Even that most awful first day I swallowed tears as I made phone calls and airline reservations and asked for help from those I knew would lend it.
But sometimes the weight of grief and life and stress and pain is simply too much to bear.
So falling apart is really the only option.
And that’s OK.
I can let go and let the tears flow.
I can hide under the covers or inside the house and not answer the phone.
I don’t have anything to prove.
Because I know the One who will hold me until I feel strong enough to pick up the pieces and carry on.
And when you are old, I will still be there, carrying you. When your limbs grow tired, your eyes are weak,And your hair a silvery gray, I will carry you as I always have. I will carry you and save you.
As hard as I may try to help those around me understand how very difficult it is to walk on in this life I didn’t choose, my efforts often go awry.
I forget to make a phone call, I assume some plans are in place, I mistake silence for assent, I’m unaware of secondary pressures or I simply underestimate pent up feelings waiting for an opportunity to be expressed and what I thought would be a regular encounter ends up being an uncomfortable or painful confrontation.
And I’m trapped. No where to go, no where to hide. Stuck in an unfruitful conversational circle.
No matter how carefully I listen, how cautiously I employ “I” statements and affirm another heart’s perspective, it isn’t enough. Because what they really need from me is something I can’t give: to make life like it was “before”.
But we both know that’s not possible. So I become the sacrificial punching bag-the person they pummel until the negative energy is spent.
I want to agree to disagree and lay down arms. I want to walk away, hang up the phone, run and hide.
Because if there were a way for me to relieve this built-up inner pressure (without hurting another heart) I’d do it too.
But there isn’t. So I take the licks.
I add that to my sack of “Things You Have To Endure Post Child Loss” and carry on.
When I first began writing in this space, “lament” had only just come into vogue.
Now, it’s everywhere.
If this year has taught hearts a single thing, I hope it has taught them there’s no use pretending life doesn’t hurt sometimes. We were not created to carry that kind of pain alone.
And thankfully, we don’t have to.
God, in Christ, invites me to speak it, to sing it, to release it as an exhale so His grace and strength can rush in to fill that empty space.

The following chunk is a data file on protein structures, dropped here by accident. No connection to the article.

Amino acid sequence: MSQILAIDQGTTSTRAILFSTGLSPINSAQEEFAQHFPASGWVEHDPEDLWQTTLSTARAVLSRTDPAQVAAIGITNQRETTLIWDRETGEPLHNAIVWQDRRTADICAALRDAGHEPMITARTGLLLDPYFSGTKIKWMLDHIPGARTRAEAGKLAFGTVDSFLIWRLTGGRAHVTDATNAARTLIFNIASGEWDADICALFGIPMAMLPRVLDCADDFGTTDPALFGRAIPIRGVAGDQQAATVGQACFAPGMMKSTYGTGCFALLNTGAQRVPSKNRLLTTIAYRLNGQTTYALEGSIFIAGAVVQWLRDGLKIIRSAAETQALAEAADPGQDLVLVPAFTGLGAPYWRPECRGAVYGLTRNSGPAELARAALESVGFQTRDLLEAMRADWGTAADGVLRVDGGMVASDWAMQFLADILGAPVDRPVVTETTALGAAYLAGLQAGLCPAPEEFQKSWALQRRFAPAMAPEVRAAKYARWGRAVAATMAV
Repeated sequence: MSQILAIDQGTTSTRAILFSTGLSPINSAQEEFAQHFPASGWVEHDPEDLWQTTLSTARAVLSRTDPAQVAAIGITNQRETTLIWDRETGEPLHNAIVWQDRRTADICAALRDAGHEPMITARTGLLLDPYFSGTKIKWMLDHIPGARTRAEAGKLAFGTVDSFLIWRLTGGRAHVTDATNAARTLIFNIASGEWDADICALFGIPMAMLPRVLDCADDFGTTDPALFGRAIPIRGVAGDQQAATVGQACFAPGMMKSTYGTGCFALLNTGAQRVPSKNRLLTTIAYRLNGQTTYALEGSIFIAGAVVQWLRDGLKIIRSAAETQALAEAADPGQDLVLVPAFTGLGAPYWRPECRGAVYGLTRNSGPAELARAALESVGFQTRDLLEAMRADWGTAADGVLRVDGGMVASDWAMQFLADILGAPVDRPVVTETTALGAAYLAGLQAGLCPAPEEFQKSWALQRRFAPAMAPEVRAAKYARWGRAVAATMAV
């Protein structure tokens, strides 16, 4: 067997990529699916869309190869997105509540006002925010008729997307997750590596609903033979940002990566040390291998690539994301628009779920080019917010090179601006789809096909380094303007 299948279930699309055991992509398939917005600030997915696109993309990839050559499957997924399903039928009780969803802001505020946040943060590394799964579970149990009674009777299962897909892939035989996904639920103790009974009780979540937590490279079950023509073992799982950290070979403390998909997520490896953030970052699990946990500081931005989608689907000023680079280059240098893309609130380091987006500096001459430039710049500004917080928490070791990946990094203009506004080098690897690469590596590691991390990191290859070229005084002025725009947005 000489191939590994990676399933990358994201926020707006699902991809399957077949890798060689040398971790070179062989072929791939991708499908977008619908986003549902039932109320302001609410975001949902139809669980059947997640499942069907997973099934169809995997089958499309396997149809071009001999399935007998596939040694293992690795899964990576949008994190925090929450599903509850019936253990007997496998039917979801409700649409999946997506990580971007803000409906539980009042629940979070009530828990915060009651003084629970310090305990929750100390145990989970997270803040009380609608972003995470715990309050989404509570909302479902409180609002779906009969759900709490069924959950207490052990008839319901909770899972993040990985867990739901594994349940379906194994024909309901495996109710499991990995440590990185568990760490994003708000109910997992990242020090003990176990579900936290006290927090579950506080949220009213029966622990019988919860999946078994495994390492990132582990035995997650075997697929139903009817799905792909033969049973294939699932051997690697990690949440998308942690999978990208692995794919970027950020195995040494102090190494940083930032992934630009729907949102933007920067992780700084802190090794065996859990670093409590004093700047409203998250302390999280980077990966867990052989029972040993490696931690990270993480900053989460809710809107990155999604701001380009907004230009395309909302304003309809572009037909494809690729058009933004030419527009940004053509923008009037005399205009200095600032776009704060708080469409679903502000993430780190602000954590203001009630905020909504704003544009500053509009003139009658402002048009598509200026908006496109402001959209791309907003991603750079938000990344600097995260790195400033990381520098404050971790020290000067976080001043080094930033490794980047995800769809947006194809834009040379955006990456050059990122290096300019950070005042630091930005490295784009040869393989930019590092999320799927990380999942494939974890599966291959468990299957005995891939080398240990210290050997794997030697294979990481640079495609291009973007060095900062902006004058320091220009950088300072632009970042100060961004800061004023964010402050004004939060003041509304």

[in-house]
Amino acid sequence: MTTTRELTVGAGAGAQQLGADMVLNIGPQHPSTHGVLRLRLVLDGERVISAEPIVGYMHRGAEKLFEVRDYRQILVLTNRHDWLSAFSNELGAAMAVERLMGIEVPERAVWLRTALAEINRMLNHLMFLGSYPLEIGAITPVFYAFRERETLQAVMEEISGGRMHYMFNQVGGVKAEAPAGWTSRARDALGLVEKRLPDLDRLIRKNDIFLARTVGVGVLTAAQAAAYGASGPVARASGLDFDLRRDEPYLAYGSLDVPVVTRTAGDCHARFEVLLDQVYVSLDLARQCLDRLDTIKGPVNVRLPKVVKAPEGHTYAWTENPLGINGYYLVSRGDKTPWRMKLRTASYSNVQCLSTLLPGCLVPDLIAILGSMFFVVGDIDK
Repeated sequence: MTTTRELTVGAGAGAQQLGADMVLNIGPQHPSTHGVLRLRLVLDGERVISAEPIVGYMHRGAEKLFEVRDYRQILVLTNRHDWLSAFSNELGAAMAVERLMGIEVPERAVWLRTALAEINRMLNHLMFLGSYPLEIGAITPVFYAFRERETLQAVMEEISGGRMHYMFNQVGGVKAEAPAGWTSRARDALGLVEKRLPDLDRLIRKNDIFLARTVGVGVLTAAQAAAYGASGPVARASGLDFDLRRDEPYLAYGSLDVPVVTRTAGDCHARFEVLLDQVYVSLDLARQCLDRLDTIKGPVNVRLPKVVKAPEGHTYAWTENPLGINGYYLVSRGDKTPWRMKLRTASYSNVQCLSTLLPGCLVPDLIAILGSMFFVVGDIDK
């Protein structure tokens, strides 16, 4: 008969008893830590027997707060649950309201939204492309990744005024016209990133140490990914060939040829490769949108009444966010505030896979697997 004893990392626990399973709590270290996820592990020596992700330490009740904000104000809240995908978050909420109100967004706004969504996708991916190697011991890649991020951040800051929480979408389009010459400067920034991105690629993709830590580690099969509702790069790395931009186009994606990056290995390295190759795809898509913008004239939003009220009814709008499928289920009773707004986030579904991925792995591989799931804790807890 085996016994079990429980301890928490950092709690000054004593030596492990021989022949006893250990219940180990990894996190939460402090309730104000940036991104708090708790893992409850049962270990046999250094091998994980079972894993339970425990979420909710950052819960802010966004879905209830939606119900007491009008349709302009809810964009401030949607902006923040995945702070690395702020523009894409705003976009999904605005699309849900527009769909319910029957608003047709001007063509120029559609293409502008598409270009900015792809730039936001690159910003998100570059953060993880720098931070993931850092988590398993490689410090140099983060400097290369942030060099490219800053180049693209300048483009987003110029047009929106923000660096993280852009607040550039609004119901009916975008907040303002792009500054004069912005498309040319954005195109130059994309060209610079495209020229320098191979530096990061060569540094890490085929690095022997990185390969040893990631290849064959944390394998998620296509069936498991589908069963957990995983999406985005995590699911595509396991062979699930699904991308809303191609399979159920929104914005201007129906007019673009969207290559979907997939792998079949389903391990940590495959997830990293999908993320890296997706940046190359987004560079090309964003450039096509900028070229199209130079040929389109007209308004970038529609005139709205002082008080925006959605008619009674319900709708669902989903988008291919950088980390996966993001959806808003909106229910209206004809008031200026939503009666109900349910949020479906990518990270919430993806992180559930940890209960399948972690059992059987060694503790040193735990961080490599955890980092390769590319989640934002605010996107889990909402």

You’re invited too.
Thanksgiving was always my favorite holiday.
I loved everything about it: the color scheme, the food (I love, love, love to cook-it was never a burden), family and friends gathered around the table, and the wonderful slowness of the day as it lingered into nightfall.
It was more flexible than Christmas for including all sorts of folks who otherwise didn’t have someplace to go. Living near colleges meant that we welcomed students from around the world-we might have two or three dozen laughing faces milling about.
It was wonderful.
And I loved going around the circle, tummies bursting, to share what people were thankful for and why.
When Dominic left us everything changed.
Oh, I was (and still am) so very thankful for so very many things…
It has taken me a lot of time and a lot of energy to do the work grief requires. There’s no short-circuiting the process. No way to rush through the painful and necessary steps.
For years I struggled with why, “Just think about the memories” didn’t comfort my heart. I treasured them. I tried hard to hold onto them. But that wasn’t enough.
And then I realized that a mother’s heart is not prepared to go on without the company of her child. I never, ever expected that it would be ME reminiscing about Dominic. I was sure it would be HIM thinking about me.
I pull out the memories like treasures from a locked strongbox.
“Handle With Care” because they are all I have left.
But they are not enough.
They will never be enough to satisfy this mama’s heart.
We are supposed to have to remember our elders, our grandparents, even, maybe our spouse at some point-but not our children.